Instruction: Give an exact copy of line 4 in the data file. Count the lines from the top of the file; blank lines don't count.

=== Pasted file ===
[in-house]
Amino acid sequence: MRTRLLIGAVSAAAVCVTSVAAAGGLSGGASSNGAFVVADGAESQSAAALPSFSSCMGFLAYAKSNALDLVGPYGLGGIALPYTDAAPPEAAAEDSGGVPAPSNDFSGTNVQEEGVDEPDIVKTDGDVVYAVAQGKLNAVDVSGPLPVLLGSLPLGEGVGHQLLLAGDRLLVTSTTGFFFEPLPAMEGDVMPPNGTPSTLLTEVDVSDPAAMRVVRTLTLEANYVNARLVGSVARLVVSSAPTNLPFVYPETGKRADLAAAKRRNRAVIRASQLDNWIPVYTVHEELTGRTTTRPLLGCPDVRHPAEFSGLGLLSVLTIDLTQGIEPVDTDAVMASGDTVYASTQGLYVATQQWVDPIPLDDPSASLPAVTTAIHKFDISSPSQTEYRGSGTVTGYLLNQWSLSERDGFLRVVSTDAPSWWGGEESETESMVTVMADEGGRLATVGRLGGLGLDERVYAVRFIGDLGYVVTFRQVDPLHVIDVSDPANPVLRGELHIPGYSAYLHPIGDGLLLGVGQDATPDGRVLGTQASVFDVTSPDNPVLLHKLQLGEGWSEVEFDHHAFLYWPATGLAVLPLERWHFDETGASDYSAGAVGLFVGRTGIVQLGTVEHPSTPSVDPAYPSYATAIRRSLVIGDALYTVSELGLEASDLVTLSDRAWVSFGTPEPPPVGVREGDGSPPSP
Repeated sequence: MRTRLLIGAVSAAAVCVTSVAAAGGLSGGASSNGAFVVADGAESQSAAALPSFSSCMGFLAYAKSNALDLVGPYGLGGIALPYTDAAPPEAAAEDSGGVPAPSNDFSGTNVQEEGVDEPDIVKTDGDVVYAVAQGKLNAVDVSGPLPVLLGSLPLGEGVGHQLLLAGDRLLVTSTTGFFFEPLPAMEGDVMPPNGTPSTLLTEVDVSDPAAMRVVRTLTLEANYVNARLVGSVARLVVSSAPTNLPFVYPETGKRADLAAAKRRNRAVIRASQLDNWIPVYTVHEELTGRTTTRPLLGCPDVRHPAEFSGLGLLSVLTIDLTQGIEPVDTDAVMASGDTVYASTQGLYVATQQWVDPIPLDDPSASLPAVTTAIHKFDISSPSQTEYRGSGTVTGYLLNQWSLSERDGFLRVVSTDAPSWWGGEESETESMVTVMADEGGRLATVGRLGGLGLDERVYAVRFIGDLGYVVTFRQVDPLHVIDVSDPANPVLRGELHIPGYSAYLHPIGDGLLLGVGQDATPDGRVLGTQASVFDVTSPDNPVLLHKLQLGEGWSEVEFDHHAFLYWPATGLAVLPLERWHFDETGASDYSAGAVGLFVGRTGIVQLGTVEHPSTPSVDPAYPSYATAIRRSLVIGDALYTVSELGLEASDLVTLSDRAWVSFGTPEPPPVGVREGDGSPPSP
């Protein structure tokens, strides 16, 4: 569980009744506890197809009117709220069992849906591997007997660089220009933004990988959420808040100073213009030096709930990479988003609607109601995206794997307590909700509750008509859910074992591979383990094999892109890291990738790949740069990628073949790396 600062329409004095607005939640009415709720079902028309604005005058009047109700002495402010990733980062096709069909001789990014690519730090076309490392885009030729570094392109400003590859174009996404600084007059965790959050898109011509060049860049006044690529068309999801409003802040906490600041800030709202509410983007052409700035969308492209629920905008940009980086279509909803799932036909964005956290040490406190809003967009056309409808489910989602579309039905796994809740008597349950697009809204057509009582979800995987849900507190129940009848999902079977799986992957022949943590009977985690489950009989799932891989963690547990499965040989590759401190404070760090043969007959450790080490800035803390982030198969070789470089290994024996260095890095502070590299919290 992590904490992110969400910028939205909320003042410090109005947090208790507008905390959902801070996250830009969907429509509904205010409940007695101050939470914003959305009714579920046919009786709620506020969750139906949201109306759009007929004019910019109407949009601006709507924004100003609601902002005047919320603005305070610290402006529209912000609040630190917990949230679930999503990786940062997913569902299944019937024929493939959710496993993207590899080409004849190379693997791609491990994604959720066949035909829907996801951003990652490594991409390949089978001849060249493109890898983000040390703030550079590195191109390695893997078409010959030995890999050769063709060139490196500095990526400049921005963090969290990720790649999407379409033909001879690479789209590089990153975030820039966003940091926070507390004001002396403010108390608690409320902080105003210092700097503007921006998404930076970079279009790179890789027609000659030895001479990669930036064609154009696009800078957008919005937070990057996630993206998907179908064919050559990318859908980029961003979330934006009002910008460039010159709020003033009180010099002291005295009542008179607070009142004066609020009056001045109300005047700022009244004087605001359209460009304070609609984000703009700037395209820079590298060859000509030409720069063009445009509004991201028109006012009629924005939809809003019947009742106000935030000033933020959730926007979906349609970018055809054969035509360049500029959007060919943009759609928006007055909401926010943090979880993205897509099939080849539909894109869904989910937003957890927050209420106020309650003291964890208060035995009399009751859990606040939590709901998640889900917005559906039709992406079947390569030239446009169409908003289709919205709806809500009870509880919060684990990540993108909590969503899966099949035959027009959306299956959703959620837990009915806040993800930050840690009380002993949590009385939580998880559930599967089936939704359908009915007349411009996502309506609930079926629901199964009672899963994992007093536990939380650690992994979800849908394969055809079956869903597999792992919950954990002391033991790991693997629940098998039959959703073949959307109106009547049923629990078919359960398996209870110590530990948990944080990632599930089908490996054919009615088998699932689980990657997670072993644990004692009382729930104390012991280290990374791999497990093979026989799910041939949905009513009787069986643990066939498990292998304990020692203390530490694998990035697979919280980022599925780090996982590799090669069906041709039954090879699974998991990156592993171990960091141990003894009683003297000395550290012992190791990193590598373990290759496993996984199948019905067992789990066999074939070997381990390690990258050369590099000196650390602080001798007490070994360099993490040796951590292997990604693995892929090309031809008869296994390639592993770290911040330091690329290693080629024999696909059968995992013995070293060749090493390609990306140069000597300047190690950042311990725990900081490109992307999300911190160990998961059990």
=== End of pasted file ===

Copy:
């Protein structure tokens, strides 16, 4: 569980009744506890197809009117709220069992849906591997007997660089220009933004990988959420808040100073213009030096709930990479988003609607109601995206794997307590909700509750008509859910074992591979383990094999892109890291990738790949740069990628073949790396 600062329409004095607005939640009415709720079902028309604005005058009047109700002495402010990733980062096709069909001789990014690519730090076309490392885009030729570094392109400003590859174009996404600084007059965790959050898109011509060049860049006044690529068309999801409003802040906490600041800030709202509410983007052409700035969308492209629920905008940009980086279509909803799932036909964005956290040490406190809003967009056309409808489910989602579309039905796994809740008597349950697009809204057509009582979800995987849900507190129940009848999902079977799986992957022949943590009977985690489950009989799932891989963690547990499965040989590759401190404070760090043969007959450790080490800035803390982030198969070789470089290994024996260095890095502070590299919290 992590904490992110969400910028939205909320003042410090109005947090208790507008905390959902801070996250830009969907429509509904205010409940007695101050939470914003959305009714579920046919009786709620506020969750139906949201109306759009007929004019910019109407949009601006709507924004100003609601902002005047919320603005305070610290402006529209912000609040630190917990949230679930999503990786940062997913569902299944019937024929493939959710496993993207590899080409004849190379693997791609491990994604959720066949035909829907996801951003990652490594991409390949089978001849060249493109890898983000040390703030550079590195191109390695893997078409010959030995890999050769063709060139490196500095990526400049921005963090969290990720790649999407379409033909001879690479789209590089990153975030820039966003940091926070507390004001002396403010108390608690409320902080105003210092700097503007921006998404930076970079279009790179890789027609000659030895001479990669930036064609154009696009800078957008919005937070990057996630993206998907179908064919050559990318859908980029961003979330934006009002910008460039010159709020003033009180010099002291005295009542008179607070009142004066609020009056001045109300005047700022009244004087605001359209460009304070609609984000703009700037395209820079590298060859000509030409720069063009445009509004991201028109006012009629924005939809809003019947009742106000935030000033933020959730926007979906349609970018055809054969035509360049500029959007060919943009759609928006007055909401926010943090979880993205897509099939080849539909894109869904989910937003957890927050209420106020309650003291964890208060035995009399009751859990606040939590709901998640889900917005559906039709992406079947390569030239446009169409908003289709919205709806809500009870509880919060684990990540993108909590969503899966099949035959027009959306299956959703959620837990009915806040993800930050840690009380002993949590009385939580998880559930599967089936939704359908009915007349411009996502309506609930079926629901199964009672899963994992007093536990939380650690992994979800849908394969055809079956869903597999792992919950954990002391033991790991693997629940098998039959959703073949959307109106009547049923629990078919359960398996209870110590530990948990944080990632599930089908490996054919009615088998699932689980990657997670072993644990004692009382729930104390012991280290990374791999497990093979026989799910041939949905009513009787069986643990066939498990292998304990020692203390530490694998990035697979919280980022599925780090996982590799090669069906041709039954090879699974998991990156592993171990960091141990003894009683003297000395550290012992190791990193590598373990290759496993996984199948019905067992789990066999074939070997381990390690990258050369590099000196650390602080001798007490070994360099993490040796951590292997990604693995892929090309031809008869296994390639592993770290911040330091690329290693080629024999696909059968995992013995070293060749090493390609990306140069000597300047190690950042311990725990900081490109992307999300911190160990998961059990």